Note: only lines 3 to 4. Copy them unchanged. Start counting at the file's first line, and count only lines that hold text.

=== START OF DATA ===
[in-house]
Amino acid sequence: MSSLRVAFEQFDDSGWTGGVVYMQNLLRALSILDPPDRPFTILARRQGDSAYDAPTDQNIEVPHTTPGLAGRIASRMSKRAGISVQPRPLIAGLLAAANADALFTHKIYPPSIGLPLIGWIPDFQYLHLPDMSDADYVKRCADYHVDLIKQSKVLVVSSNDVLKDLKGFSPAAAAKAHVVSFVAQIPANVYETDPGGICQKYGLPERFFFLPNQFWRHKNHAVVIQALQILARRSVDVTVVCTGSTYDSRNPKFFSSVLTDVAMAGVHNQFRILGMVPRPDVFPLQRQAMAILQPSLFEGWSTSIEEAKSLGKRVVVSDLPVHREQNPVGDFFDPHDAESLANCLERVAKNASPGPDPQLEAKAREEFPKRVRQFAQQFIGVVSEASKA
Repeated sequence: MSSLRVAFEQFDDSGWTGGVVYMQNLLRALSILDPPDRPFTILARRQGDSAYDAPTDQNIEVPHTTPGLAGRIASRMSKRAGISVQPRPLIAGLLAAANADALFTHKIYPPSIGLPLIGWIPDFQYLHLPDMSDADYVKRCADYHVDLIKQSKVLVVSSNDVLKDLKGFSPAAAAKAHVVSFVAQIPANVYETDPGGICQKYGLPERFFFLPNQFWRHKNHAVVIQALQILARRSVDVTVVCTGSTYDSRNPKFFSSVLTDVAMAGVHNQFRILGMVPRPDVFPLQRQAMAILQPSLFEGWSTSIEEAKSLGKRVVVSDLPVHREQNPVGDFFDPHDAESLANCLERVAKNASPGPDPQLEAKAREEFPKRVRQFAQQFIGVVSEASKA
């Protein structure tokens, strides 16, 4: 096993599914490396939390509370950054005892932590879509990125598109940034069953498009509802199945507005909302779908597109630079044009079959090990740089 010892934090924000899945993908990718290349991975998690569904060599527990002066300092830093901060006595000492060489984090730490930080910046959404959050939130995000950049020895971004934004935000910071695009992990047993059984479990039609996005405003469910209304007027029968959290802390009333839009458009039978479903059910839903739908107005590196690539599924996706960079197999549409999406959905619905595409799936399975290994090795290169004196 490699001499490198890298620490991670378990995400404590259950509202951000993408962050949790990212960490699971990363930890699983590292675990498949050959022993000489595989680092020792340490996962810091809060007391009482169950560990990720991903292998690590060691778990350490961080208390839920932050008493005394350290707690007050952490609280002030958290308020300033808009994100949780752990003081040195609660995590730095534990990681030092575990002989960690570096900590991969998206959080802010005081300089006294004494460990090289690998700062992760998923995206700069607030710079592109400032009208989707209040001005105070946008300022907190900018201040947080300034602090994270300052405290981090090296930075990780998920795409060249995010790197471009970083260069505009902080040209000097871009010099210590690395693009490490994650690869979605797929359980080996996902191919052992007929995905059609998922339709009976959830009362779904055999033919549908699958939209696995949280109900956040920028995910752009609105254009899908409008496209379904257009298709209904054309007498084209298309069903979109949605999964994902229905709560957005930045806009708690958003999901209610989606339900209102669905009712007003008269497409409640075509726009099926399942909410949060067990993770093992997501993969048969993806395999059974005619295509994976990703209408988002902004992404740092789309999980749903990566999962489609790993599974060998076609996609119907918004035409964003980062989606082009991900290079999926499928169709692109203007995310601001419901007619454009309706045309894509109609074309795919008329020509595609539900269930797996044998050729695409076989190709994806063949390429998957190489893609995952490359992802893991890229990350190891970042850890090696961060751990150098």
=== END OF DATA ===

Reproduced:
Repeated sequence: MSSLRVAFEQFDDSGWTGGVVYMQNLLRALSILDPPDRPFTILARRQGDSAYDAPTDQNIEVPHTTPGLAGRIASRMSKRAGISVQPRPLIAGLLAAANADALFTHKIYPPSIGLPLIGWIPDFQYLHLPDMSDADYVKRCADYHVDLIKQSKVLVVSSNDVLKDLKGFSPAAAAKAHVVSFVAQIPANVYETDPGGICQKYGLPERFFFLPNQFWRHKNHAVVIQALQILARRSVDVTVVCTGSTYDSRNPKFFSSVLTDVAMAGVHNQFRILGMVPRPDVFPLQRQAMAILQPSLFEGWSTSIEEAKSLGKRVVVSDLPVHREQNPVGDFFDPHDAESLANCLERVAKNASPGPDPQLEAKAREEFPKRVRQFAQQFIGVVSEASKA
């Protein structure tokens, strides 16, 4: 096993599914490396939390509370950054005892932590879509990125598109940034069953498009509802199945507005909302779908597109630079044009079959090990740089 010892934090924000899945993908990718290349991975998690569904060599527990002066300092830093901060006595000492060489984090730490930080910046959404959050939130995000950049020895971004934004935000910071695009992990047993059984479990039609996005405003469910209304007027029968959290802390009333839009458009039978479903059910839903739908107005590196690539599924996706960079197999549409999406959905619905595409799936399975290994090795290169004196 490699001499490198890298620490991670378990995400404590259950509202951000993408962050949790990212960490699971990363930890699983590292675990498949050959022993000489595989680092020792340490996962810091809060007391009482169950560990990720991903292998690590060691778990350490961080208390839920932050008493005394350290707690007050952490609280002030958290308020300033808009994100949780752990003081040195609660995590730095534990990681030092575990002989960690570096900590991969998206959080802010005081300089006294004494460990090289690998700062992760998923995206700069607030710079592109400032009208989707209040001005105070946008300022907190900018201040947080300034602090994270300052405290981090090296930075990780998920795409060249995010790197471009970083260069505009902080040209000097871009010099210590690395693009490490994650690869979605797929359980080996996902191919052992007929995905059609998922339709009976959830009362779904055999033919549908699958939209696995949280109900956040920028995910752009609105254009899908409008496209379904257009298709209904054309007498084209298309069903979109949605999964994902229905709560957005930045806009708690958003999901209610989606339900209102669905009712007003008269497409409640075509726009099926399942909410949060067990993770093992997501993969048969993806395999059974005619295509994976990703209408988002902004992404740092789309999980749903990566999962489609790993599974060998076609996609119907918004035409964003980062989606082009991900290079999926499928169709692109203007995310601001419901007619454009309706045309894509109609074309795919008329020509595609539900269930797996044998050729695409076989190709994806063949390429998957190489893609995952490359992802893991890229990350190891970042850890090696961060751990150098």